Wall Street Activities Linked to the 2008 Financial Crisis Are Banned by the SEC

A Wall Street practice that lawmakers claimed contributed to the 2008 financial disaster was suggested for restriction by regulators. By a vote of 5-0 on Wednesday, the Securities and Exchange Commission decided to reintroduce a rule that would forbid companies that produce asset-backed securities, such as mortgage bonds, from having conflicts of interest. In the interim, the proposal is available for public comment while the commission decides whether to adopt it as a final rule.

Wall Street banks-built securities from combinations of problematic loans in the run-up to the financial crisis and offered them to investors. Traders at the banks placed bets against the assets at the same time.

Such bets in the case of Goldman Sachs Group Inc. resulted in large profits. The bank later paid up what at the time was the highest fine levied by the SEC against a Wall Street company. The SEC had charged Goldman with deceiving investors by marketing mortgage instruments that were actually created in secret by a hedge fund to profit from the collapse of the housing market.

According to SEC Chair Gary Gensler, “this re-proposed rule tries to address this unfinished step in Congress’s vision for financial reform,” and it will help investors and the market as a whole. While lawmakers were formulating Dodd-Frank, Mr. Gensler, a former Goldman banker who also served as chairman of the Commodities Futures Trading Commission, gave them valuable advice.


UK gaming corporation fined $7.6 million for allegedly having control flaws with money laundering. A regulator identified a number of shortcomings in Intouch Games Ltd.’s program to combat money laundering, leading to a fine of the equivalent of $7.6 million.

The £6.1 million fine for Intouch was issued by the UK Gambling Commission on Wednesday. This is the third enforcement action the regulator has brought against the business since 2019.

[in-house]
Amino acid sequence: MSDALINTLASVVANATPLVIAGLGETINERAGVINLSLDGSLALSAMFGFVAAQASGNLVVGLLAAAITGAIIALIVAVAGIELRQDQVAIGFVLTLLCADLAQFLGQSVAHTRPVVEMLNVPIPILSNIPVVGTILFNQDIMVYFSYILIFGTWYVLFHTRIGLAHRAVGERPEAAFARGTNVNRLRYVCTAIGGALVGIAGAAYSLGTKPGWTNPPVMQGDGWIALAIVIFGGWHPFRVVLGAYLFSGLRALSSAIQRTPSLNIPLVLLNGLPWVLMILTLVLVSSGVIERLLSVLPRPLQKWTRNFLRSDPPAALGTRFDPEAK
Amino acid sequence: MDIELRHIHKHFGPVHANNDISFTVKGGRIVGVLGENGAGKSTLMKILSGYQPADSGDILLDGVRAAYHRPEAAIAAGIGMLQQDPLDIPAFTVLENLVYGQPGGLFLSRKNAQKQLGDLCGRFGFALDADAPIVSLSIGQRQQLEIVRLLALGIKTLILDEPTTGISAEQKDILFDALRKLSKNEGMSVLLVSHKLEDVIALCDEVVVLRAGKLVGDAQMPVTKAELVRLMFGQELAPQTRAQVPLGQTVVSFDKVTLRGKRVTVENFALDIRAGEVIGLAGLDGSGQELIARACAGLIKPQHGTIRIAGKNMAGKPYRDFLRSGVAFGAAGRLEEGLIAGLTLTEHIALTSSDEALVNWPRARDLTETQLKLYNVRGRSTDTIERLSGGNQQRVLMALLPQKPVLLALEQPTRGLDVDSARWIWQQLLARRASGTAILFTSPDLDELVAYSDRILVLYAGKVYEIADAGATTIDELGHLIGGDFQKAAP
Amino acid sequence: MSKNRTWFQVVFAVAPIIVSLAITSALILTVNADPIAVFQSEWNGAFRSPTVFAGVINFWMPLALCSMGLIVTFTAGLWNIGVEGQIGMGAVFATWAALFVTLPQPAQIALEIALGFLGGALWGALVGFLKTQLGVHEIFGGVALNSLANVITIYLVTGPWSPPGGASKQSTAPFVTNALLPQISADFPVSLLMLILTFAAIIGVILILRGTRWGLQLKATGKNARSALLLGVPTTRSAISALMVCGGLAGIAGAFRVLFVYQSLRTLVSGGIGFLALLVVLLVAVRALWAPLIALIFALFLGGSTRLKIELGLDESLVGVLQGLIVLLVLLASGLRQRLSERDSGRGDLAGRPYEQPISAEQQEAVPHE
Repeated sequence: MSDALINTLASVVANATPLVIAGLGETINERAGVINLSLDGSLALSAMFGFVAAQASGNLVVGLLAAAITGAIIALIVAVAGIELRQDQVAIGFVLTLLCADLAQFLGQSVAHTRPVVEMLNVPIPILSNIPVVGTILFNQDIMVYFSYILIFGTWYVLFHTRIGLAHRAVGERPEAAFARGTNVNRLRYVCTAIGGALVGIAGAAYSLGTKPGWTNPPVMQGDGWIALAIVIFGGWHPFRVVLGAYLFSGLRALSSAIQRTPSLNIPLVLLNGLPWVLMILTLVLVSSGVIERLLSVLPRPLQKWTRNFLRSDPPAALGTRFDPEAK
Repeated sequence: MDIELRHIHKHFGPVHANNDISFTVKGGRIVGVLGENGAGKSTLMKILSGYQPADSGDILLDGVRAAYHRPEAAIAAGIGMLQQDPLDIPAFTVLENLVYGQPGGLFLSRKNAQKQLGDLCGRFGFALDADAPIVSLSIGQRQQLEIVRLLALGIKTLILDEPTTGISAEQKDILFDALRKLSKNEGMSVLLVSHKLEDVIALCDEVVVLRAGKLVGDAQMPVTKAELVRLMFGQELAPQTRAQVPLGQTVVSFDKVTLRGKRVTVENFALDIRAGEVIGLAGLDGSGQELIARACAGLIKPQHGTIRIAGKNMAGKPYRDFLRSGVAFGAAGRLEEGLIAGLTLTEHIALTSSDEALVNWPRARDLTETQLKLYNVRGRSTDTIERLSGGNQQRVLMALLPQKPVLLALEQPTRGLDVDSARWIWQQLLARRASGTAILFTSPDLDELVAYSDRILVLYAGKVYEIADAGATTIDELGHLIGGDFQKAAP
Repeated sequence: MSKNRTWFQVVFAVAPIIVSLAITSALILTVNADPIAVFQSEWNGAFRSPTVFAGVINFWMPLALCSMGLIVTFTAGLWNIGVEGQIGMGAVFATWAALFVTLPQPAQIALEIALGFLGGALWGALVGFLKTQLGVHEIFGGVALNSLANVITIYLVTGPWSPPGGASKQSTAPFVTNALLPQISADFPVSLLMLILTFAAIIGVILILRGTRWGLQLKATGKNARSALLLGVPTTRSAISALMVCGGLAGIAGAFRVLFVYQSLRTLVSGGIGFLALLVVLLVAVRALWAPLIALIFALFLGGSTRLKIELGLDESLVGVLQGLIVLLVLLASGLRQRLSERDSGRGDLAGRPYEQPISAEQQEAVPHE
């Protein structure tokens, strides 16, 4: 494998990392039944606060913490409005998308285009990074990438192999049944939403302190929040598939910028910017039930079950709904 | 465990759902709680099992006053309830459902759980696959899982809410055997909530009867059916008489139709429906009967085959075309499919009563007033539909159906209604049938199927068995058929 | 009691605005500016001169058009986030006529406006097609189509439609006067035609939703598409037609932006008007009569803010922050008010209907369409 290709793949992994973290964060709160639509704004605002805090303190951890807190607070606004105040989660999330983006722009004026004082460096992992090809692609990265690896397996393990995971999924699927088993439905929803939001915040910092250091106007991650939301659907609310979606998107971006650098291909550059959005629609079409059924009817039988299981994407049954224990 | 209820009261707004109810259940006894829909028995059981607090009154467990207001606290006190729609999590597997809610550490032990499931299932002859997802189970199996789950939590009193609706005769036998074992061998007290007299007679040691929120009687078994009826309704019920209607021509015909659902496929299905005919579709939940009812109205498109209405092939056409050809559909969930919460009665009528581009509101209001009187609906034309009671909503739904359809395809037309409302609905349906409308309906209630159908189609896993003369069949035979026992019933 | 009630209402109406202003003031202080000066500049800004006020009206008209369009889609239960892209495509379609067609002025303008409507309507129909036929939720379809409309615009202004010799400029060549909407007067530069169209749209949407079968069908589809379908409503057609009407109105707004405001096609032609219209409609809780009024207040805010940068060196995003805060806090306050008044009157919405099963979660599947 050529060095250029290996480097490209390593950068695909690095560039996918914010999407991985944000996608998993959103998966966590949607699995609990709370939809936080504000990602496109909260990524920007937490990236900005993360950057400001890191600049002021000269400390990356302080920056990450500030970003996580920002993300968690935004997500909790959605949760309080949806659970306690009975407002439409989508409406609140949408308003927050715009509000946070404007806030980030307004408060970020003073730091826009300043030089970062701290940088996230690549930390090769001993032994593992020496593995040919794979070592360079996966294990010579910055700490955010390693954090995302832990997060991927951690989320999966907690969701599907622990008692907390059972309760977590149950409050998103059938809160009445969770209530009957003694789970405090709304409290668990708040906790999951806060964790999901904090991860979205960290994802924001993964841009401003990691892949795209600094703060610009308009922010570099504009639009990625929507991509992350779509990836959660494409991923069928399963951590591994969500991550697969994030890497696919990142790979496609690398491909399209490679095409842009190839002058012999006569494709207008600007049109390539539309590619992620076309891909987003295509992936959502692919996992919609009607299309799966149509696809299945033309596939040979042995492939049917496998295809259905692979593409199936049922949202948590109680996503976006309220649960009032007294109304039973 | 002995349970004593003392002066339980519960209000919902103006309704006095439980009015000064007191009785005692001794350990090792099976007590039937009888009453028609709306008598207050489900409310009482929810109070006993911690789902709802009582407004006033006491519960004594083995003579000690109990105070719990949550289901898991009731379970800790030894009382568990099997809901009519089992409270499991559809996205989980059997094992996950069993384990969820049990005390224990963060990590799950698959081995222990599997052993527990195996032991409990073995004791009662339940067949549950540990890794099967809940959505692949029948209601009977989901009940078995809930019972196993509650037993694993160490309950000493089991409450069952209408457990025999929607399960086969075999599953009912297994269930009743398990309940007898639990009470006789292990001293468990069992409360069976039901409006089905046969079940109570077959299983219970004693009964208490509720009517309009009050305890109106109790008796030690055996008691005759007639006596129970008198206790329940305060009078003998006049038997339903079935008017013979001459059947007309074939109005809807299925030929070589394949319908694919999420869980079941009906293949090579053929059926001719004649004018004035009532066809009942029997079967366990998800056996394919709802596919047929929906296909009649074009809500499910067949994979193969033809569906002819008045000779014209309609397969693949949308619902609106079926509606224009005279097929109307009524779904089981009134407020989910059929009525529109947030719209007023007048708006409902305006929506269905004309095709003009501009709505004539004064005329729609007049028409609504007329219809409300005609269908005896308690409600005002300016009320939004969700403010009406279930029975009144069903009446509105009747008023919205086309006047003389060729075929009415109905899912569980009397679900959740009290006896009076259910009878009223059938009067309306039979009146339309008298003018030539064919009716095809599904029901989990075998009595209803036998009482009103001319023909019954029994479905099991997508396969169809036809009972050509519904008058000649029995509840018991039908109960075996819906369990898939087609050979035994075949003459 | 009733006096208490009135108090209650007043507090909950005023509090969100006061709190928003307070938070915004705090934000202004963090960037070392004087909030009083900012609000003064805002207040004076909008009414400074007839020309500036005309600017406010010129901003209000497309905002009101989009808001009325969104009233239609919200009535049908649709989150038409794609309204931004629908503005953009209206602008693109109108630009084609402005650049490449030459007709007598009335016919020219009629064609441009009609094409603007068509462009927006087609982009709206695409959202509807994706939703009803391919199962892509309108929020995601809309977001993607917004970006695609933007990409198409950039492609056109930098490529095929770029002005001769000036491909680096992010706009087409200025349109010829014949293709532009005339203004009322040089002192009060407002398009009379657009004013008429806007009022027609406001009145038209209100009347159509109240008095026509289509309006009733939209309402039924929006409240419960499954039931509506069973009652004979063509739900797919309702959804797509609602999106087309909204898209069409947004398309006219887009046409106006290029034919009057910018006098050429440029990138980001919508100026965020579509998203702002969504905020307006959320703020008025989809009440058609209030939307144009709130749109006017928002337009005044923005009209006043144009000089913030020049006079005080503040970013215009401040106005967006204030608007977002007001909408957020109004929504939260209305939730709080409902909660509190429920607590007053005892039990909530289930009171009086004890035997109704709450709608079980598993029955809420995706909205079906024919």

Russian oligarchs and business property. A monitor for the U.S. Treasury Department warned banks to be on the lookout for Russian oligarchs who may be trying to engage in commercial real estate in order to evade US sanctions.

Financial Crimes Enforcement Network, or FinCEN, of the Treasury, said on Wednesday that rich and successful Russians with connections to the Kremlin are probably attempting to circumvent the economic sanctions imposed on them in the U.S. by shifting funds into the commercial real estate sector, where tricky financing arrangements and murky institutional ownership can help criminals hide assets.

Blockchain.com appoints a new head of compliance. After the departure of his predecessor for competitor Kraken, the company that offers bitcoin services to both private and public clients has appointed Sven Niederheide to the position of compliance head.

Mr. Niederheide joined Blockchain.com, a firm based in London, in April as its director of legal and compliance, where he assisted the business in obtaining licenses in Europe and other regions. The company stated in its announcement of the hiring in December that he has experience in working in compliance at banking and financial technology companies in Germany and other countries in Europe.

After nearly a year in the position, CJ Rinaldi, Blockchain.com’s previous compliance chief, left for Kraken.

  • According to individuals with access to the facts and papers examined by The Wall Street Journal, the Justice Department is looking into how Goodyear Tire & Rubber Co. handled a defective tire that has been implicated in eight fatalities and several injuries.
  • In light of recent purchases by Chinese investors, a bipartisan coalition of senators is once again pushing for increased monitoring of foreign purchases of American farmland.
  • On Wednesday, a federal court ruled that the Justice Department must adhere to a deal it reached with the biggest trade group for the real estate sector to end an antitrust inquiry into policies governing how agents market homes and determine fees for property sales.